About 70% of adults undergo at least one traumatic experience in their life. Additionally, 1 in 4 of those people eventually develops post-traumatic stress disorder (PTSD). PTSD can result from any type of traumatic event, whether it happens once or is repetitive. The disorder affects all genders and can arise at any age. It’s no surprise that the risk of suffering PTSD is higher for those who work in military and emergency service fields. Unfortunately, many PTSD sufferers do not seek help or support, yet they are probably in a relationship or married. Nonetheless, whether treated or untreated, PTSD may have direct consequences on a person’s relationship and family.
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What’s the PTSD Divorce Rate?
PTSD takes a toll on many marriages, and the PTSD divorce rate is generally high. For instance, a 2005 Pentagon study showed that the divorce rate among Iraq and Afghanistan veterans with PTSD rose to 78%.
People suffering from PTSD may showcase the following symptoms:
- Reliving the traumatic event: Any memory or trigger tends to make a PTSD sufferer emotionally or physically upset. Nightmares and flashbacks are a common occurrence
- Avoidance: The patient may stay away from places or persons that remind them of the traumatic experience
- Numbing: Many victims numb themselves with addictive substances like drugs and alcohol. Some victims also turn to gamble and pornography
- Anxiety: Irritability, startling easy, feeling on guard, and having a hard time relaxing are all common among PTSD patients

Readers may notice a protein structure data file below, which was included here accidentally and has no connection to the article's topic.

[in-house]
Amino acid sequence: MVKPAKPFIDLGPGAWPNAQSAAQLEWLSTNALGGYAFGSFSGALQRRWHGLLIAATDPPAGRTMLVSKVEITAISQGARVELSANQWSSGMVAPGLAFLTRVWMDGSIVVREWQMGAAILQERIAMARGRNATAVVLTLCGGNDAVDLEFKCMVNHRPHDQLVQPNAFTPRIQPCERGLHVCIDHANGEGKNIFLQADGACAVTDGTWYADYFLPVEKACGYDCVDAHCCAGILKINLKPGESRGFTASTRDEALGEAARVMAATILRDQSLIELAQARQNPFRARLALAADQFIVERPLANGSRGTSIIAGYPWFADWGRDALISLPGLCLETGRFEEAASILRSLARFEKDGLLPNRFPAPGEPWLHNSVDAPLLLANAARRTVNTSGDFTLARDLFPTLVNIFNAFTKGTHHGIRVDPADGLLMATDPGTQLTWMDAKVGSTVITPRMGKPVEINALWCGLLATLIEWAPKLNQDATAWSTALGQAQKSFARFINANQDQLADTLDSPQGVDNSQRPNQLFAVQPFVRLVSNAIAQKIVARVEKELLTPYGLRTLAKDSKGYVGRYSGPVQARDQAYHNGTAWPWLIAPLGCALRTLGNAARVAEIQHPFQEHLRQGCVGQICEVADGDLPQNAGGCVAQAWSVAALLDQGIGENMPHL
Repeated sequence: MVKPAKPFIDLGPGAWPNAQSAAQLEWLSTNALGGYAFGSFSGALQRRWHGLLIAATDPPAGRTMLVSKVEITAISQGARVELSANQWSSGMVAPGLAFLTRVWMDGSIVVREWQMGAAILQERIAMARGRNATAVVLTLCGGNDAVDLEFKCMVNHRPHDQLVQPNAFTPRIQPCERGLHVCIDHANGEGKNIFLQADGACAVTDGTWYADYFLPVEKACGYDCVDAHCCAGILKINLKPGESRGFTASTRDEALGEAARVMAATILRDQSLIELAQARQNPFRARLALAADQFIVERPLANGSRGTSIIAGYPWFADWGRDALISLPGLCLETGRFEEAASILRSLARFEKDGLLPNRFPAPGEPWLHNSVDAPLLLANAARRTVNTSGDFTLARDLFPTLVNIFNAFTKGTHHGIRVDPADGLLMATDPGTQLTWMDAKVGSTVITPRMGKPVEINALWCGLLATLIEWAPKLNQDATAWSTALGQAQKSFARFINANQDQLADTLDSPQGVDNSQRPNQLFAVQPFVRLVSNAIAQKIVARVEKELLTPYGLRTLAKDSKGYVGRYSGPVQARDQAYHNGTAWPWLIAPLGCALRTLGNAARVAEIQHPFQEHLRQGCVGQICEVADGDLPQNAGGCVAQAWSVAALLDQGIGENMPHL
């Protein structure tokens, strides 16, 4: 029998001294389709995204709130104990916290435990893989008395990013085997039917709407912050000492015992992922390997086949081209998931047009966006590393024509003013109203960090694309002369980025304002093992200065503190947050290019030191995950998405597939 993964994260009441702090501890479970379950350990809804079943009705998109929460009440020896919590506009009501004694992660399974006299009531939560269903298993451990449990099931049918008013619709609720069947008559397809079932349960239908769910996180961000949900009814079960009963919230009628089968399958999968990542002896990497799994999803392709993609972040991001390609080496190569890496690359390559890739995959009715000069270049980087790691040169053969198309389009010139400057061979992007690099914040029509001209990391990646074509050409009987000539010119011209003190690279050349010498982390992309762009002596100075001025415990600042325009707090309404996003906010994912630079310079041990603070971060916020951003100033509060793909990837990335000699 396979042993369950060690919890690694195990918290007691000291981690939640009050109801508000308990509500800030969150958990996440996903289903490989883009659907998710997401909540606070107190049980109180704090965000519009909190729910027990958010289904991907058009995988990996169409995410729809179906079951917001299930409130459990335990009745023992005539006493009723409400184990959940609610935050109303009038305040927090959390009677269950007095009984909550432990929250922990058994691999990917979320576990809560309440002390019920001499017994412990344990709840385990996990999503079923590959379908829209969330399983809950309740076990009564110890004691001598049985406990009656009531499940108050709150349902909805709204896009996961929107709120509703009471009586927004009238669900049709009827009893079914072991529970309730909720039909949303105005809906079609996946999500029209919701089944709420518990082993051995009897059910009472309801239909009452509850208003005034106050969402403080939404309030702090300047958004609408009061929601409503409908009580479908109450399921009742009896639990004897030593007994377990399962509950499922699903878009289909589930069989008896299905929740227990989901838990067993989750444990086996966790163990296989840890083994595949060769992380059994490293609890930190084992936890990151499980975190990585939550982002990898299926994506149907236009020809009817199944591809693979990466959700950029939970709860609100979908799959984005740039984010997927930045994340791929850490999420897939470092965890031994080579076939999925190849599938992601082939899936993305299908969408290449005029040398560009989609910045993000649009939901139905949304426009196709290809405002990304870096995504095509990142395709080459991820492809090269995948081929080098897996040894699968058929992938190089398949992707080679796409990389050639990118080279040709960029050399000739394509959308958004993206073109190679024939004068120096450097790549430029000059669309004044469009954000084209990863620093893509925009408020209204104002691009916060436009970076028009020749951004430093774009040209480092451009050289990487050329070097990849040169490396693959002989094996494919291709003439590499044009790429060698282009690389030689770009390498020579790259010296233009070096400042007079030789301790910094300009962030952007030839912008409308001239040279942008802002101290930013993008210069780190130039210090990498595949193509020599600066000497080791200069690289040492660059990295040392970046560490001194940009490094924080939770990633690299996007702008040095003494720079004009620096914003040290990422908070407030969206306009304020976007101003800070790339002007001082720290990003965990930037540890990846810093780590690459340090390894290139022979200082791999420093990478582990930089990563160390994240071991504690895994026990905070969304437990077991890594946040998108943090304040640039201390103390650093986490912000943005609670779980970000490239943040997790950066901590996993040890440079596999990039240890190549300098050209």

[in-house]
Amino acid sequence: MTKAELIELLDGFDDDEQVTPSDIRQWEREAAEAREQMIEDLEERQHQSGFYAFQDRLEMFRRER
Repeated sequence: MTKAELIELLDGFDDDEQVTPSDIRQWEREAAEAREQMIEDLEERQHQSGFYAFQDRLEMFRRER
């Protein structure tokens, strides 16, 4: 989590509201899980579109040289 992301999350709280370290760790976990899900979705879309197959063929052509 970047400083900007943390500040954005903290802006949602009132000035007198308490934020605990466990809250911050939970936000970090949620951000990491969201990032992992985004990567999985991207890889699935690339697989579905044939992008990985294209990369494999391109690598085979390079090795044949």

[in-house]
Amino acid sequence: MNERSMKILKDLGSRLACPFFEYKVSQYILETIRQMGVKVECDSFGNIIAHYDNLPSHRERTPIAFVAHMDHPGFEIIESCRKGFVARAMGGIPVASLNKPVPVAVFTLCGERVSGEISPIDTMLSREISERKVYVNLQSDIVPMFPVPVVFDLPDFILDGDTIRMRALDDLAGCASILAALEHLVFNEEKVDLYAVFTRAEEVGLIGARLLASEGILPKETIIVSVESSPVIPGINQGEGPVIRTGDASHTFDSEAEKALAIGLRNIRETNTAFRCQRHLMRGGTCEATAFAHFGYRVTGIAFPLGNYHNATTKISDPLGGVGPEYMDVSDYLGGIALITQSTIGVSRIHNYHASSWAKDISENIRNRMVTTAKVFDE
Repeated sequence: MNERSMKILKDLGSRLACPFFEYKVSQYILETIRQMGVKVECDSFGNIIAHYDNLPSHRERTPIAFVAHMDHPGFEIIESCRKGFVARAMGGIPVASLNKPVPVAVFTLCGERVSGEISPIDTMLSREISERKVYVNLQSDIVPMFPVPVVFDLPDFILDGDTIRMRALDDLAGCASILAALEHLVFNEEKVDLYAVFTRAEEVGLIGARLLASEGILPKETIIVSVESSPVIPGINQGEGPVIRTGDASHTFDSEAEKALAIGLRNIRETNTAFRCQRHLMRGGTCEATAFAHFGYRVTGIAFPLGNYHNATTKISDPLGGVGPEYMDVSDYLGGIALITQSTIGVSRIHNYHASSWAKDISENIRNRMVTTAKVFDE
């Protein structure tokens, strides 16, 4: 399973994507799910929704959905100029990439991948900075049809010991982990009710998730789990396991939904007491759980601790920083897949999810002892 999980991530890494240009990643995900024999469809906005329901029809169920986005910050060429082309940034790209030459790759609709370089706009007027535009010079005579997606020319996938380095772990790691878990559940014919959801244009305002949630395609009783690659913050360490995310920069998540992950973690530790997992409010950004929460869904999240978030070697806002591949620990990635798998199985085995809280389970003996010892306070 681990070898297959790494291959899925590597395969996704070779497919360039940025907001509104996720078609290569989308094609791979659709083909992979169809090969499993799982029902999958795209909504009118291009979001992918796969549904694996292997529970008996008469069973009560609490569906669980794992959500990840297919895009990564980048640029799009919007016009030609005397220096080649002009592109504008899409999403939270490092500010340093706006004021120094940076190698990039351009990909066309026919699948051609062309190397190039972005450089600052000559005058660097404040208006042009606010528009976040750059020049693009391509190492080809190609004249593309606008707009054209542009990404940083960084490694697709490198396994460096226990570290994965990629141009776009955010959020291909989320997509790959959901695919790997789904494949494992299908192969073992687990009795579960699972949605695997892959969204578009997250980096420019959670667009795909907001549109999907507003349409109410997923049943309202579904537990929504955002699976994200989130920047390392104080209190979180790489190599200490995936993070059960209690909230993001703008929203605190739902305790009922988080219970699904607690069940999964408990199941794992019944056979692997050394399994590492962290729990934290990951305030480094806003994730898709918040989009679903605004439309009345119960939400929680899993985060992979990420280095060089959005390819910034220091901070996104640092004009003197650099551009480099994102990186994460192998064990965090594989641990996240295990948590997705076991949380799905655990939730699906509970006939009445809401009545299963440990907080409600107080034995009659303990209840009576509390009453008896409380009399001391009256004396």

The symptoms of post-traumatic stress disorder can bring problems with trust, intimacy, and communication, which can destroy the relationship. A PTSD spouse may feel isolated and frustrated by being unable to work through issues and help their partner. The other partner might feel hurt or helpless because of their spouse’s inability to get over the traumatic experience. That can eventually lead to feelings of anger or distance.
Anger outbursts, inappropriate impulses, as well as verbal and physical violence may occur. Naturally, that will lead to one spouse becoming fearful of their partner’s abusive behavior. Symptoms of the disorder may be so severe that a spouse can feel like they’re living in constant threat of danger.
Work and daily activities usually prove to be hard for PTSD sufferers, contributing to increased divorce and unemployment rates.
How to Reduce the PTSD Divorce Rate
While PTSD is a debilitating condition, it’s possible for sufferers to maintain or rebuild successful relationships. They can do so by:
- Attending individual and family therapy sessions regularly
- Opening up and being honest about how they feel
- Showing respect and compassion to their spouses
- Learning and practicing proper communication and problem-solving skills
- Acknowledging the fun things in life
- Learning relaxation techniques and integrating them into everyday life
- Taking medication accordingly, if prescribed
- Staying away from alcohol, drugs, excessive gambling, pornography, and other addictive behaviors
Treatment is vital for post-traumatic stress disorder. Both counseling and medications have successfully helped to treat patients with PTSD.
While it’s possible to overcome challenges and reignite a relationship, not all marriages are salvageable. If you’re considering a divorce for whatever reason, a qualified lawyer can help. The attorneys at Alliance Law Group are qualified and experienced in all matters relating to divorce.